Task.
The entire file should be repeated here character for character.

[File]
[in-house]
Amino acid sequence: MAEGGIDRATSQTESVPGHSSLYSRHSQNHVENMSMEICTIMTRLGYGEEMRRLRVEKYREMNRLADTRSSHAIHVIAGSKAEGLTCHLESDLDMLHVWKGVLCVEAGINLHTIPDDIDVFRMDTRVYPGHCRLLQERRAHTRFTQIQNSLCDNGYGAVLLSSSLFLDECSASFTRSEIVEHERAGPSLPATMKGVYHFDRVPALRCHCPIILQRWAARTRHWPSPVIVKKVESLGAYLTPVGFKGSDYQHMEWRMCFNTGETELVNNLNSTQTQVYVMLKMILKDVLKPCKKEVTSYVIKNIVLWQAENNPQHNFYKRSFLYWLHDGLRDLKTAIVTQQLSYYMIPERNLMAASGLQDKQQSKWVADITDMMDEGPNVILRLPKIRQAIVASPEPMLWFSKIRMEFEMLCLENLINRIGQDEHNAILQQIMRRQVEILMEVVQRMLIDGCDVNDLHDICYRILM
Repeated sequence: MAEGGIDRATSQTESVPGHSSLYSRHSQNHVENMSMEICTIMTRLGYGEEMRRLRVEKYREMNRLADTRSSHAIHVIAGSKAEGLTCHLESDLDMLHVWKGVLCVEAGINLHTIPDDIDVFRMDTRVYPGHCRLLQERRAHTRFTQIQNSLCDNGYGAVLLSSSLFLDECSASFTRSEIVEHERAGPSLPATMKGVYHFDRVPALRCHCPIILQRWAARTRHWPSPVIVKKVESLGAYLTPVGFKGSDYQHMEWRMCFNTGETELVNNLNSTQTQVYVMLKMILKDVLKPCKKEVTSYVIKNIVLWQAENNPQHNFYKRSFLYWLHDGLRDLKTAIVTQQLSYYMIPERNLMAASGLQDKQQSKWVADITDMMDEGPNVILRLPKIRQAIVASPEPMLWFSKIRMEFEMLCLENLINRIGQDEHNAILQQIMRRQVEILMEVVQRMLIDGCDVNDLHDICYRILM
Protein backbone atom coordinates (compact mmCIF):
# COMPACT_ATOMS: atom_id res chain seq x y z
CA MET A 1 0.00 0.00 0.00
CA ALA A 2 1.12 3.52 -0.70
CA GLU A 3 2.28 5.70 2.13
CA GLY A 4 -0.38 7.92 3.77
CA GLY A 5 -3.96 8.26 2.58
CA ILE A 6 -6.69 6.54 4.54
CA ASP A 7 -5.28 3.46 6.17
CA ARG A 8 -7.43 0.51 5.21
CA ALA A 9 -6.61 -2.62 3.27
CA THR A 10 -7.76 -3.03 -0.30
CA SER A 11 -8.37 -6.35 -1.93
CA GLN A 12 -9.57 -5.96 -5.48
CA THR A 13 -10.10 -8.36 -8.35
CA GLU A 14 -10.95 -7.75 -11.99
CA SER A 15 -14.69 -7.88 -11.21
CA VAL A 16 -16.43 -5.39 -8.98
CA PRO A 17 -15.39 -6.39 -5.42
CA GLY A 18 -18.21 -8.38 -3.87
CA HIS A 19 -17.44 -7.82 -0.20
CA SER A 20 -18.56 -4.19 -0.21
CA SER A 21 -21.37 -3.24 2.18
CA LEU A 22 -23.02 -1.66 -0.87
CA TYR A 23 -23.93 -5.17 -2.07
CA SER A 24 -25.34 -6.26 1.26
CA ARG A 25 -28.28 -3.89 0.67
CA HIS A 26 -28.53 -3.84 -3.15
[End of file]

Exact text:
[in-house]
Amino acid sequence: MAEGGIDRATSQTESVPGHSSLYSRHSQNHVENMSMEICTIMTRLGYGEEMRRLRVEKYREMNRLADTRSSHAIHVIAGSKAEGLTCHLESDLDMLHVWKGVLCVEAGINLHTIPDDIDVFRMDTRVYPGHCRLLQERRAHTRFTQIQNSLCDNGYGAVLLSSSLFLDECSASFTRSEIVEHERAGPSLPATMKGVYHFDRVPALRCHCPIILQRWAARTRHWPSPVIVKKVESLGAYLTPVGFKGSDYQHMEWRMCFNTGETELVNNLNSTQTQVYVMLKMILKDVLKPCKKEVTSYVIKNIVLWQAENNPQHNFYKRSFLYWLHDGLRDLKTAIVTQQLSYYMIPERNLMAASGLQDKQQSKWVADITDMMDEGPNVILRLPKIRQAIVASPEPMLWFSKIRMEFEMLCLENLINRIGQDEHNAILQQIMRRQVEILMEVVQRMLIDGCDVNDLHDICYRILM
Repeated sequence: MAEGGIDRATSQTESVPGHSSLYSRHSQNHVENMSMEICTIMTRLGYGEEMRRLRVEKYREMNRLADTRSSHAIHVIAGSKAEGLTCHLESDLDMLHVWKGVLCVEAGINLHTIPDDIDVFRMDTRVYPGHCRLLQERRAHTRFTQIQNSLCDNGYGAVLLSSSLFLDECSASFTRSEIVEHERAGPSLPATMKGVYHFDRVPALRCHCPIILQRWAARTRHWPSPVIVKKVESLGAYLTPVGFKGSDYQHMEWRMCFNTGETELVNNLNSTQTQVYVMLKMILKDVLKPCKKEVTSYVIKNIVLWQAENNPQHNFYKRSFLYWLHDGLRDLKTAIVTQQLSYYMIPERNLMAASGLQDKQQSKWVADITDMMDEGPNVILRLPKIRQAIVASPEPMLWFSKIRMEFEMLCLENLINRIGQDEHNAILQQIMRRQVEILMEVVQRMLIDGCDVNDLHDICYRILM
Protein backbone atom coordinates (compact mmCIF):
# COMPACT_ATOMS: atom_id res chain seq x y z
CA MET A 1 0.00 0.00 0.00
CA ALA A 2 1.12 3.52 -0.70
CA GLU A 3 2.28 5.70 2.13
CA GLY A 4 -0.38 7.92 3.77
CA GLY A 5 -3.96 8.26 2.58
CA ILE A 6 -6.69 6.54 4.54
CA ASP A 7 -5.28 3.46 6.17
CA ARG A 8 -7.43 0.51 5.21
CA ALA A 9 -6.61 -2.62 3.27
CA THR A 10 -7.76 -3.03 -0.30
CA SER A 11 -8.37 -6.35 -1.93
CA GLN A 12 -9.57 -5.96 -5.48
CA THR A 13 -10.10 -8.36 -8.35
CA GLU A 14 -10.95 -7.75 -11.99
CA SER A 15 -14.69 -7.88 -11.21
CA VAL A 16 -16.43 -5.39 -8.98
CA PRO A 17 -15.39 -6.39 -5.42
CA GLY A 18 -18.21 -8.38 -3.87
CA HIS A 19 -17.44 -7.82 -0.20
CA SER A 20 -18.56 -4.19 -0.21
CA SER A 21 -21.37 -3.24 2.18
CA LEU A 22 -23.02 -1.66 -0.87
CA TYR A 23 -23.93 -5.17 -2.07
CA SER A 24 -25.34 -6.26 1.26
CA ARG A 25 -28.28 -3.89 0.67
CA HIS A 26 -28.53 -3.84 -3.15